The Qualifications of the NCLAT’s Chairperson and Members

  • CHAIRPERSON

The Chairperson of the Appellate Tribunal for National Company Law must have served as a Supreme Court Judge or Chief Justice of the High Court and must have been at least 50 years of age, but not more than 70 years of age.

  • JUDICIAL MEMBER

A Judicial Member of the National Company Law Appellate Tribunal must have served for at least 5 years as a Judge of the High Court, or must have been a Judicial Member of the Tribunal, and must be at least 50 but not more than 67 years of age.

  • TECHNICAL MEMBER

A National Company Law Appellate Tribunal Technical Member shall be a person of integrity and shall have 25 years of special expertise or experience in specialized fields. He must be at least 50 years of age, but not more than 67 years of age Jurisdiction of the NCLT.

The Code of Civil Procedure is practiced by both the Tribunal and the Appellate Tribunal and is subject to any rules created by the Central Government. The former two bodies have the ability to direct and make-do their own procedural methods.

The National Company Law Tribunal’s jurisdiction includes:

  • Class Action
  • Refusal to transfer shares
  • Oppression and management
  • Reopening of accounts and revision of financial statement
  • Deregistration of companies
  • Deposits
  • Power to investigate
  • Conversion of public company to private company
  • Tribunal convened general meetings
  • Financial year
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JURISDICTION OF NCLAT

The Chairperson heads the Appellate Tribunal for National Company Law and consists of no more than eleven members. It is a forum regulating higher regulation than the National Company Law Tribunal. The Appellate Tribunal examines appeals lodged against the court orders of the Tribunal. The appeal can be brought within 45 days of the date on which the decisions of the National Company Law Tribunal are issued.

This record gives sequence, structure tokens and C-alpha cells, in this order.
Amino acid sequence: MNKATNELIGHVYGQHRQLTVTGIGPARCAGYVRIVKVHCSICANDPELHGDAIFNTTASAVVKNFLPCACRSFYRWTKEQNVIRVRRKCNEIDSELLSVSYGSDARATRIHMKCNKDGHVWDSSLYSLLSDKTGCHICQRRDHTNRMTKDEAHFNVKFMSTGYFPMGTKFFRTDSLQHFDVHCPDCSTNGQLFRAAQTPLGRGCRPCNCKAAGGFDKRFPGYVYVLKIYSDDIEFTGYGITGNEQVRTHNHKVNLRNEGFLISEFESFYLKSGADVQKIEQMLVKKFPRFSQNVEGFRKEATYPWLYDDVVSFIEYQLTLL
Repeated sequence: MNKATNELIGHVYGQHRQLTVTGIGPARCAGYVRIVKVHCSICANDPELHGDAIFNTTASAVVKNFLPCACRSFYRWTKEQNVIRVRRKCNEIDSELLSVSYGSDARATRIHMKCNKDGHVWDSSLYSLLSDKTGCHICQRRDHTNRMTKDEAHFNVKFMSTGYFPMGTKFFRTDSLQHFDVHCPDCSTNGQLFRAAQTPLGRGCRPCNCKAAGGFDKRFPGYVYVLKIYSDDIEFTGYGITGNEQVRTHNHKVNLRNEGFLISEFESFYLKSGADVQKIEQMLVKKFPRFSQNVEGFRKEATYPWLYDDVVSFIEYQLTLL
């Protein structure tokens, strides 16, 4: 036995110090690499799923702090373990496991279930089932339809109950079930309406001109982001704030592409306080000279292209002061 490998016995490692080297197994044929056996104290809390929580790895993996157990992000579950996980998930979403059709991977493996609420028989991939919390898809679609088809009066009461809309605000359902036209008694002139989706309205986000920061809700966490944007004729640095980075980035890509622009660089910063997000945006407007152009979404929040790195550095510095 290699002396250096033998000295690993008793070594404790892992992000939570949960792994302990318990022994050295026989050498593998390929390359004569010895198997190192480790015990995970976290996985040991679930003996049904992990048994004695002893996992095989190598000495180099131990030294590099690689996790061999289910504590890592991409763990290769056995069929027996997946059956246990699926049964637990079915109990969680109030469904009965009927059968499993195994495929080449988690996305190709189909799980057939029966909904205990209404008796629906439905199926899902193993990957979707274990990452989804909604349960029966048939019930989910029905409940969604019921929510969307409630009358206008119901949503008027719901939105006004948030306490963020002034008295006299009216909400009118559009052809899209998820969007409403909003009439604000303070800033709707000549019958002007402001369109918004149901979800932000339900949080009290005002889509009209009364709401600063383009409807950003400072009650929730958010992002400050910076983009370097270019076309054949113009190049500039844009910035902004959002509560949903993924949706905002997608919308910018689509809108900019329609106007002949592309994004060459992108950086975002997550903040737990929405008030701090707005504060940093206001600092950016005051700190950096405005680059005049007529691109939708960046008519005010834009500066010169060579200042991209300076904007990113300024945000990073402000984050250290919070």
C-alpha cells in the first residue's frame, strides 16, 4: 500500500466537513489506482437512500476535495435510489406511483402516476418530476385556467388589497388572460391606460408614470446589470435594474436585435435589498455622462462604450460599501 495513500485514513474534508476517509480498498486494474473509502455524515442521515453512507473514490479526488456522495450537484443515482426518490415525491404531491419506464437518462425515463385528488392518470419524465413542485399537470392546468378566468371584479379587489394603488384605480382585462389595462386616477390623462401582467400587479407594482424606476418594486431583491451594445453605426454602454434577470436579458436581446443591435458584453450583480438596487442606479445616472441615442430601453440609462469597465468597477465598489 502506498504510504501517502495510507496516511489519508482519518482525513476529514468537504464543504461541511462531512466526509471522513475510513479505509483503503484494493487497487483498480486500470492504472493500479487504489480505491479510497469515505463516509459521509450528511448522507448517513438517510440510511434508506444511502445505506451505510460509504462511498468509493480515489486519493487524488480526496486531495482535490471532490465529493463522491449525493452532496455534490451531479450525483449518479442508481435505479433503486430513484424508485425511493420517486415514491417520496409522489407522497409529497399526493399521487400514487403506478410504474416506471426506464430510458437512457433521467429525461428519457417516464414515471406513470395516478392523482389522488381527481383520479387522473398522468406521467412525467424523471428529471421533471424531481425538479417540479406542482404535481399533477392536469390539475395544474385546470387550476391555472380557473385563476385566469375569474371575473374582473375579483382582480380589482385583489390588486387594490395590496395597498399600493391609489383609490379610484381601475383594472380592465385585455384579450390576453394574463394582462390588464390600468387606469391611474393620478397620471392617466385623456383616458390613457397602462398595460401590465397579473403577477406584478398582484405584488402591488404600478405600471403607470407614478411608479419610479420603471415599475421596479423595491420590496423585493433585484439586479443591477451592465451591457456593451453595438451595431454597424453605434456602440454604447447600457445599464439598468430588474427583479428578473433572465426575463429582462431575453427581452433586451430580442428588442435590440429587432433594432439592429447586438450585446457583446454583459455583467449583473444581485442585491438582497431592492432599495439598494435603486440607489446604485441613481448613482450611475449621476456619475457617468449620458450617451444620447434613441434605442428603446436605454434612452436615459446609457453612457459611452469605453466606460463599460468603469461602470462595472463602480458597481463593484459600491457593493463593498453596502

in the case of Union of India v. R. Gandhi, the Constitution bench of the Supreme Court By providing guidelines relating to the number of judicial members, the number of technical members and the term of members to be followed during the NCLT and NCLAT constitution, Gandhi affirmed the constitutionality of the NCLT and NCLAT. While the Union Government did not notify the Constitution of NCLT and NCLAT and instead incorporated it through the Companies Act, 2013, In the case of Madras Bar Association vs. Union of India & Anr, where the petitioners challenged the constitution of NCLT and NCLAT under the Companies Act, 2013 on the ground that the petitioner challenged the constitution of NCLT and NCLAT under the Companies Act, 2013, in the case of Union of India v. R. Gandhi another legal challenge emerged[1]. The Supreme Court of India upheld the constitutionality of NCLT and NCLAT and claimed that although constituting NCLT and NCLAT, the following guidelines must be followed:

(i) Qualifications and other terms of the NCLT’s President and Members